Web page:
We’re so excited for the holiday season this year! With all the fun traditions and family events happening, we want to explore how people around the world celebrate the holidays too. From the festive Christmas markets in the UK to delicious Japanese Christmas cake to the famous Yule Lads in Iceland. We’ve curated a list of the coolest holiday traditions around the world. Check it out below!
Winter Markets in the UK
If you’ve been in the UK during the holiday season, you know their Christmas and holiday markets are the best of the best. These pop-up markets are usually found near the city center and feature local treats and well-known favorites from the area. Pick up English drinks like mulled wine, traditional treats like mince pies, or a collection of finger-licking pastries, nuts, and other goodies. At most winter markets, you can also shop for holiday gifts, enjoy live performances, and ride carnival-type rides.
Perhaps the most well-known holiday market in the UK is London’s Winter Wonderland in Hyde Park. No matter where you are in the UK though, you’re likely to be walking distance - or at least a train ride’s distance - to a Winter Market! Learn more about these markets at VisitEngland.
Image via VisitEngland
Delicious Christmas Cake in Japan
One of the holiday traditions Japan is known for is for their delicious holiday cake: kurisumasu keki. This cake is typically a light and airy sponge cake topped with whipped cream and strawberries. A small Santa Claus figurine is usually placed on top too. This tasty treat is a symbol of prosperity; resulting from the aftermath of World War II and the blending of western and Japanese cultures. Today the Japanese Christmas Cake is so well known it’s even an emoji on all iPhones!
Want to make a Japanese Christmas Cake as part of your holiday tradtions this year? Check out this recipe from The Spruce Eats to give it a try.
Image via TheSpruceEats
Yule Lads in Iceland
In Icelandic culture, they celebrate 13 Yule Lads that act as Santa Claus-type figures. For each of the 13 days leading up to Christmas the Yule Lads will each take a turn visiting good little boys and girls.
Children place their shoes by the windowsill hoping for treats and goodies; for the kids who have been good that year, they get candy, small gifts, and other treats. Children who have not been good get a shoe full of rotting potatoes!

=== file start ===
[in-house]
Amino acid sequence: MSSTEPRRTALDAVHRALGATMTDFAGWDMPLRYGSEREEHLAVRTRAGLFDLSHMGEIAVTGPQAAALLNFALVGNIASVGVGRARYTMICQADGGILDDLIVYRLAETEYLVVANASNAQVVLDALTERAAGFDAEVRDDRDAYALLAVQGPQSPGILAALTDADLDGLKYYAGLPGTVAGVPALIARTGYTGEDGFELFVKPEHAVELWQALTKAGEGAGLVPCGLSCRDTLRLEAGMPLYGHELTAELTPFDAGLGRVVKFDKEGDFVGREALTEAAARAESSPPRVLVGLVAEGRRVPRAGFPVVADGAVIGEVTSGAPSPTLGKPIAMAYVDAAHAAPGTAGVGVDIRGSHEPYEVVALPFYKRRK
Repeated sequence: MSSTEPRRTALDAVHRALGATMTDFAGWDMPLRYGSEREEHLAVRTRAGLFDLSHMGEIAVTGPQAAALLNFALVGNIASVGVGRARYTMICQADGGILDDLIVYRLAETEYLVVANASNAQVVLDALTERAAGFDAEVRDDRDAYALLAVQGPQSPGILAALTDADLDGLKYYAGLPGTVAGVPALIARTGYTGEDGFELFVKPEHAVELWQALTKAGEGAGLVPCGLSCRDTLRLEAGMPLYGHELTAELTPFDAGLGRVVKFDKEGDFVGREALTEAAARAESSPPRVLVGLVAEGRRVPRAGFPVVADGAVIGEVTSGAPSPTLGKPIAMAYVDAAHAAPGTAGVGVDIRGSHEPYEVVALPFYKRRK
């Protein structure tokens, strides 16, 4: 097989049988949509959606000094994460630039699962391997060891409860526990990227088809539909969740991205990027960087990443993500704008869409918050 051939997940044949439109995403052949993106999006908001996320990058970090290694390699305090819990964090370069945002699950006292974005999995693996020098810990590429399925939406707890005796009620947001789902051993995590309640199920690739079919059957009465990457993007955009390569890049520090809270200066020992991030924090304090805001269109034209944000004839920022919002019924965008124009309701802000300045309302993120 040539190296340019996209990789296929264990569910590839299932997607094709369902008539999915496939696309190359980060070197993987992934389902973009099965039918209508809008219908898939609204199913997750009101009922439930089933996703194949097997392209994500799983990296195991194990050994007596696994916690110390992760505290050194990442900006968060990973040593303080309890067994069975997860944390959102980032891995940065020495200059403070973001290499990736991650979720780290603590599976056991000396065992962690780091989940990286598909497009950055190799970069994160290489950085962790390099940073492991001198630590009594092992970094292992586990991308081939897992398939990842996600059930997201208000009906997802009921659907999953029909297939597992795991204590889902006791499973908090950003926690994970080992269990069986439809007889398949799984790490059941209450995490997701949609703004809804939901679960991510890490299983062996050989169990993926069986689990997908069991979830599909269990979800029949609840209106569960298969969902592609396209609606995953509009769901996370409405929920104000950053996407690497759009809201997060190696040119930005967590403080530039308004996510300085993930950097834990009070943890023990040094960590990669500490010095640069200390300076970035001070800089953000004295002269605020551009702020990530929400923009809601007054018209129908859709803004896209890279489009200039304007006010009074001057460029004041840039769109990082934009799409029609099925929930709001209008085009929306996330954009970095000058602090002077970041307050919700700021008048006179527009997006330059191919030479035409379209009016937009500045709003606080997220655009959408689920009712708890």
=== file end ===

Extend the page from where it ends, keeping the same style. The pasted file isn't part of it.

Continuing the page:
The Yule Lads act as a reminder for Icelandaic children to be on their best behavior throughout the year to get goodies and treats during the holidays.
Image via AllAboutIceland
Los Posadas in Mexico
In Mexican culture, Christmas celebrations officially start on December 16th with Los Posadas and go until December 24th. This cultural celebration renacts the Biblical story of Mary and Joseph and their trek to Bethlehem and search for an inn to stay. The tradition involves singing Christmas carols, lighting candles and luminaries, breaking pinatas, and enjoying shared meals. On each of the nine nights leading up to Christmas day, a different quality of Mary and Joseph, and the Biblical story, will be celebrated: humility, strength, detachment, charity, trust, justice, purity, joy, and generosity.
Image via LatinBayArea
Santa Claus and Krampus in Austria
In Austria, children have more than just Santa Claus to worry about pleasing; they also have to worry about Krampus, St. Nick’s evil archrival, and a scary looking half-goat, half-demon figure. In Austrian culture, Santa Claus rewards good children with toys, candy, and treats, but bad children get more than just a lump of coal. Bad children would be taken into Krampus’ sack and taken away into the snow never to be seen again, so the legend says. Today both figures of Santa Claus and Krampus are more tame but the tradition remains.
Image via TheDailyMeal
Now that you know all about holiday traditions from around the world, it’s time to make sure you have all the gifts prepped for your holiday celebrations! The good news is we are having our Year-End Sale with over 40% OFF sitewide when you use code: 40Swim. Better hurry, these deals won’t last long!
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Cover Photo by Sebi Pintilie from Pexels